- Unlike in a linear sequence, in a quadratic sequence the differences between the terms (the
**first differences**) are not constant - However, the differences between the differences (the
**second differences**) are constant - Another way to think about this is that in a quadratic sequence, the
**sequence of first differences is a linear sequence**eg Sequence: 2, 3, 6, 11, 18, …

1st Differences: 1 3 5 7 (a Linear Sequence)2nd Differences: 2 2 2 (Constant)

- If the
**second differences there are constant**, we know that the example is a**quadratic sequence**

- You should be able to recognise and continue a quadratic sequence
- You should also be able to find a formula for the
*n*^{th}term of a quadratic sequence in terms of*n* - This formula will be in the form:

(The process for finding*n*^{th}term =*an*^{2}+*bn*+*c**a*,*b*, and*c*is given below)

- Work out the sequences of first and second differences
Note: check that the first differences are not constant and the second differences are constant, to make sure you have a quadratic sequence!

- e.g. sequence: 1, 10, 23, 40, 61
- first difference: 9, 13, 17, 21, ...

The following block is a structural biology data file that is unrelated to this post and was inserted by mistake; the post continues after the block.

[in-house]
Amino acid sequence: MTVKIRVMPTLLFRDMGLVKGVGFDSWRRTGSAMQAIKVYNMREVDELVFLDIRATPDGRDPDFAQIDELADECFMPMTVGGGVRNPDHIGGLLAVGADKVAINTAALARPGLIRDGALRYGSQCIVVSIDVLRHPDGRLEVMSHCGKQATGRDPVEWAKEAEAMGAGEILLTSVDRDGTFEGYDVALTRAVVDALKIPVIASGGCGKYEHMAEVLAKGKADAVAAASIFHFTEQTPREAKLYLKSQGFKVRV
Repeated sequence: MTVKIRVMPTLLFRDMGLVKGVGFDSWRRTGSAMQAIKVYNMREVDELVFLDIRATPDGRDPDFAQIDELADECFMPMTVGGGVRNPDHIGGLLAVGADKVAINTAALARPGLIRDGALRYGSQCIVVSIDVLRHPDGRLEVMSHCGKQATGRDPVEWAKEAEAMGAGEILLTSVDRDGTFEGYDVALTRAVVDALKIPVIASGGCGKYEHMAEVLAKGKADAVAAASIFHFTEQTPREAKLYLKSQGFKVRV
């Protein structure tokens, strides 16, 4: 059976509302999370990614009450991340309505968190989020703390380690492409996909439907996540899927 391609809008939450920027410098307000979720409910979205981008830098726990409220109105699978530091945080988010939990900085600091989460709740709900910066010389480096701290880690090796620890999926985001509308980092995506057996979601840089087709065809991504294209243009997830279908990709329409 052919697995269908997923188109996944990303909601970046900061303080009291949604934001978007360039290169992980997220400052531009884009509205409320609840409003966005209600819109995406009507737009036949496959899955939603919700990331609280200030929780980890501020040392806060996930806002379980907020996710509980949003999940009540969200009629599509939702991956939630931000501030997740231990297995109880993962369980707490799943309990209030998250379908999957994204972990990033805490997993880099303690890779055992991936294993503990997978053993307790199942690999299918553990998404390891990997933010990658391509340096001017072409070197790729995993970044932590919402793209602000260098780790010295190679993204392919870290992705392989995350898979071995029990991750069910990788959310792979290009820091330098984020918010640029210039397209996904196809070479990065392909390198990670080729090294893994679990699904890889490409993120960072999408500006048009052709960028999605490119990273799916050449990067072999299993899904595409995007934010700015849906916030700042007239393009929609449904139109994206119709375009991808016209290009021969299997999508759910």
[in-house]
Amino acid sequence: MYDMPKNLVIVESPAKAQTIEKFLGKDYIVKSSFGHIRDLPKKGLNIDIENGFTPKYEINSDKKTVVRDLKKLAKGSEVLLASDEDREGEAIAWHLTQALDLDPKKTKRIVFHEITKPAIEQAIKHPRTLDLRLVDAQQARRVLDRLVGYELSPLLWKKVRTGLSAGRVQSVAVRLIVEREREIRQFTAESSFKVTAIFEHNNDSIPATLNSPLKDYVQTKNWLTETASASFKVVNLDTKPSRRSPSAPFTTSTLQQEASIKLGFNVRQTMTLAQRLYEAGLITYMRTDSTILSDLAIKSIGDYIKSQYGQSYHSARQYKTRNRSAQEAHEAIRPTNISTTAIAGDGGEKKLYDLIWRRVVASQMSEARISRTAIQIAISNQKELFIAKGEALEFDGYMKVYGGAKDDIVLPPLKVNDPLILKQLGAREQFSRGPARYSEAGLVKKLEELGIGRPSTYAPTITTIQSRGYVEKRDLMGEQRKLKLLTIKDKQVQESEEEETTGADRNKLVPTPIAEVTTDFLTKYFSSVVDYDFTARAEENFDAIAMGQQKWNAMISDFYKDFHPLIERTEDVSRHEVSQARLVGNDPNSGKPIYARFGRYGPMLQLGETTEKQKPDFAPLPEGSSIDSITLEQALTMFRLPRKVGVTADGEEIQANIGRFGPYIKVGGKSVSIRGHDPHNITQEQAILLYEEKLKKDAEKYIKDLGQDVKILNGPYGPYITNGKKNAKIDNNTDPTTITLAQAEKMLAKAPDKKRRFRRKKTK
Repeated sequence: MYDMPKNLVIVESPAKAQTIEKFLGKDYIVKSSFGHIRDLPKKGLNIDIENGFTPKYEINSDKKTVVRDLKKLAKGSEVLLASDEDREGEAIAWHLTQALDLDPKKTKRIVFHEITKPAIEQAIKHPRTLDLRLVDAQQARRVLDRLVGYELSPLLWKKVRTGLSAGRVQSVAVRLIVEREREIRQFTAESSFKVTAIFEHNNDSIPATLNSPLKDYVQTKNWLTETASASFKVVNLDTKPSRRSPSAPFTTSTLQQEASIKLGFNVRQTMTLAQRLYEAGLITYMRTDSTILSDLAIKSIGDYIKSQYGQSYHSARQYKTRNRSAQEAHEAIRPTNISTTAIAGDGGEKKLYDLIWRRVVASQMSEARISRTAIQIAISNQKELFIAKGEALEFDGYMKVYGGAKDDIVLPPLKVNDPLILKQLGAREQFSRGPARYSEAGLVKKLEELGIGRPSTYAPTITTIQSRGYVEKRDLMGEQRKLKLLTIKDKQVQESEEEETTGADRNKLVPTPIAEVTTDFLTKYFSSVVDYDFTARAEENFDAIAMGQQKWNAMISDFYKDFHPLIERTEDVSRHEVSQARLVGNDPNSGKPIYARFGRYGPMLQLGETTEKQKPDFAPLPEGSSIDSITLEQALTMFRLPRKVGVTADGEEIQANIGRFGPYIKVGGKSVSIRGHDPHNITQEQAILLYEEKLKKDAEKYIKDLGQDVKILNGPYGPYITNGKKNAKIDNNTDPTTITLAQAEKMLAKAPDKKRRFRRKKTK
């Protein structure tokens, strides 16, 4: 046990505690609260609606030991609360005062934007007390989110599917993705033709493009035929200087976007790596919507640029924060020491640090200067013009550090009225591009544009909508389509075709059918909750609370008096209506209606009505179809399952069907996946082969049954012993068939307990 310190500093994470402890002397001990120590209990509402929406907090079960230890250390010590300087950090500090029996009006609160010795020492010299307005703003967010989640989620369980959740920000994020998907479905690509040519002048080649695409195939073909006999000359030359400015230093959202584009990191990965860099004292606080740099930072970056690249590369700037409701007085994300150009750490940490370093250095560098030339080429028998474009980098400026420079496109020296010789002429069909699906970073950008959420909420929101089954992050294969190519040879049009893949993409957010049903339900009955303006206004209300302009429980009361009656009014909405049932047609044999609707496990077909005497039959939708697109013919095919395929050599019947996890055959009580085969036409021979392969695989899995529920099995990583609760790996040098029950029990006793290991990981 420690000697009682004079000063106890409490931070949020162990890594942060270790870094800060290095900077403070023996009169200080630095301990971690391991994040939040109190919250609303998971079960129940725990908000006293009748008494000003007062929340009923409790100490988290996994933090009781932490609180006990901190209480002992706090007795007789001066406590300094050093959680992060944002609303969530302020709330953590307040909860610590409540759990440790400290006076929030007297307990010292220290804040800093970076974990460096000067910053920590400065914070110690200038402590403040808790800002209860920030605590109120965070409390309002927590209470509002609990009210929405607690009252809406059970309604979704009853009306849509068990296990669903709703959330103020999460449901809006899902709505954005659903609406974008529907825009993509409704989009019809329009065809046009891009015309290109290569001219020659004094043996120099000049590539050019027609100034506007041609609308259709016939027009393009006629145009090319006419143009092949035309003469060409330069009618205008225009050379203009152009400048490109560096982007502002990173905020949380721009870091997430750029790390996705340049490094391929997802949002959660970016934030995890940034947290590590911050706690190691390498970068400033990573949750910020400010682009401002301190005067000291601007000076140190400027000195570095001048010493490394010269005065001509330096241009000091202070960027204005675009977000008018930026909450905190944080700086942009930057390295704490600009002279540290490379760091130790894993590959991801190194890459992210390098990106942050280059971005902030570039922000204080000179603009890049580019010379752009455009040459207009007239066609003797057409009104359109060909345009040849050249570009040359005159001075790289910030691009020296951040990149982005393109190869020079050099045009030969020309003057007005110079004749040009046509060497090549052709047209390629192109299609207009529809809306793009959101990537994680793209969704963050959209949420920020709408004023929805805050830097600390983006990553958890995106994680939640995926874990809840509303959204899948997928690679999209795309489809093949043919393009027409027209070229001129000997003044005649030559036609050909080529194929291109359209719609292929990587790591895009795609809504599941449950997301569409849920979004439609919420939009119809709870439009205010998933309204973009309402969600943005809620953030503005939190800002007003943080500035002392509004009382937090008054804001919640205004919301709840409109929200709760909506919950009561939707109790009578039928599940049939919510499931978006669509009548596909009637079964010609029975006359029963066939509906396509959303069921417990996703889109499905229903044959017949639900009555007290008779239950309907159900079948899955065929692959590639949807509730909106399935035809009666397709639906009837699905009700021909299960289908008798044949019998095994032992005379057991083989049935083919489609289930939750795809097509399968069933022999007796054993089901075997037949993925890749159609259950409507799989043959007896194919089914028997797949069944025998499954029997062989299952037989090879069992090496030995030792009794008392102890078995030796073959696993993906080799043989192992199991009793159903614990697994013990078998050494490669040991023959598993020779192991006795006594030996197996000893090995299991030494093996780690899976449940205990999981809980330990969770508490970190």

- second differences: 4, 4, 4, ...

- e.g. sequence: 1, 10, 23, 40, 61
*a*= [the second difference] ÷ 2- e.g.
*a*= 4 ÷ 2 = 2

- e.g.
- Write out the first three or four terms of
*a**n*^{2}with the first three or four terms of the given sequence underneath.

Work out the difference between each term of*an*^{2}and the corresponding term of the given sequence.- e.g.
*an*^{2}= 2*n*^{2}= 2, 8, 18, 32, ...

sequence = 1, 10, 23, 40, ...

difference = -1, 2, 5, 8, ...

- e.g.
- Work out the linear
*n*th term of these differences. This is*bn*+*c*.- e.g.
*bn*+*c*= 3*n*− 4

- e.g.
- Add this linear
*n*th term to*an*^{2}. Now you have*an*+^{2}*bn*+*c.*- e.g.
*an*+^{2}*bn*+*c*= 2*n*^{2}+ 3*n*− 4

- e.g.

- Before doing the very formal process to find the
*n*^{th }term, try comparing the sequence to the square numbers 1, 4, 9, 16, 25, … and see if you can spot the formula - For example:
- Sequence 4, 7, 12, 19, 28, …
- Square Numbers 1 4 9 16 25
- We can see that each term of the sequence is 3 more than the equivalent square number so the formula is
*n*^{th}term =*n*^{2 }+ 3 - This could save you a lot of time!

For the sequence 5, 7, 11, 17, 25, ....

(a)

Find a formula for the *n*^{th }term.

Start by finding the first and second differences

Sequence: 5, 7, 11, 17, 25

First differences: 2, 4, 6, 8, ...

Second difference: 2, 2, 2, ...

Hence

Now write down *a**n*^{2} (just *n*^{2} in this case as *a* = 1) with the sequence underneath, and on the next line write the difference between *a**n*^{2} and the sequence

sequence: 5, 7, 11, 17, ...

difference: 4, 3, 2, 1, ...

Work out the

Add *a**n*^{2} and *bn* + *c *together to give you the *n*^{th} term of the sequence

(b)

Hence find the 20^{th} term of the sequence.

Substitute*n* = 20 into *n*^{2} − *n* + 5

Substitute

(20)^{2} − 20 + 5 = 400 − 15

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